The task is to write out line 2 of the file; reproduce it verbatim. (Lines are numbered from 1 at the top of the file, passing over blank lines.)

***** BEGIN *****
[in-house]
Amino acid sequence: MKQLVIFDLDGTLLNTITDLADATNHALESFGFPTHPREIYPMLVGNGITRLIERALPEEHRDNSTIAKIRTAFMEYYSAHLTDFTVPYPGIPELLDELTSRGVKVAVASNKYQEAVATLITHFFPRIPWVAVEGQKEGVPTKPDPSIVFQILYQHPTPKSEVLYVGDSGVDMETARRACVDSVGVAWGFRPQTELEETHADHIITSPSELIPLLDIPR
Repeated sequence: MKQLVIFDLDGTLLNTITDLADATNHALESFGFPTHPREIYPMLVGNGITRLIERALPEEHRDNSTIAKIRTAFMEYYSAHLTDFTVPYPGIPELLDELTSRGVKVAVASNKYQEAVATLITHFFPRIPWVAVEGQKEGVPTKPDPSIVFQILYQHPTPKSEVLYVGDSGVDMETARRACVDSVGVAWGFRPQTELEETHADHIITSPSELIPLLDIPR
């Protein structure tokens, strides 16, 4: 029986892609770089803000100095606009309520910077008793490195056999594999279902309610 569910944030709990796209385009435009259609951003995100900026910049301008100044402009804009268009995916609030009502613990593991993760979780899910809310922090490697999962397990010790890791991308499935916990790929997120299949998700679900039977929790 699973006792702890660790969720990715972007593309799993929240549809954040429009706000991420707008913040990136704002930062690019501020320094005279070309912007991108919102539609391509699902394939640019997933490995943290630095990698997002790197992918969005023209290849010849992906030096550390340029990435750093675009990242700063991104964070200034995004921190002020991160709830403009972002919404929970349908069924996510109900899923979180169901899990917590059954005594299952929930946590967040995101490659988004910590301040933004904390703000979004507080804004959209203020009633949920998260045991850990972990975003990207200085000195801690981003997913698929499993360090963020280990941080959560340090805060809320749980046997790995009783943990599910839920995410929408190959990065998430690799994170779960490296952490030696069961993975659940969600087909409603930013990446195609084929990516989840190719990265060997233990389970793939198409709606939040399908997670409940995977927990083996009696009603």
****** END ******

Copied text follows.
Amino acid sequence: MKQLVIFDLDGTLLNTITDLADATNHALESFGFPTHPREIYPMLVGNGITRLIERALPEEHRDNSTIAKIRTAFMEYYSAHLTDFTVPYPGIPELLDELTSRGVKVAVASNKYQEAVATLITHFFPRIPWVAVEGQKEGVPTKPDPSIVFQILYQHPTPKSEVLYVGDSGVDMETARRACVDSVGVAWGFRPQTELEETHADHIITSPSELIPLLDIPR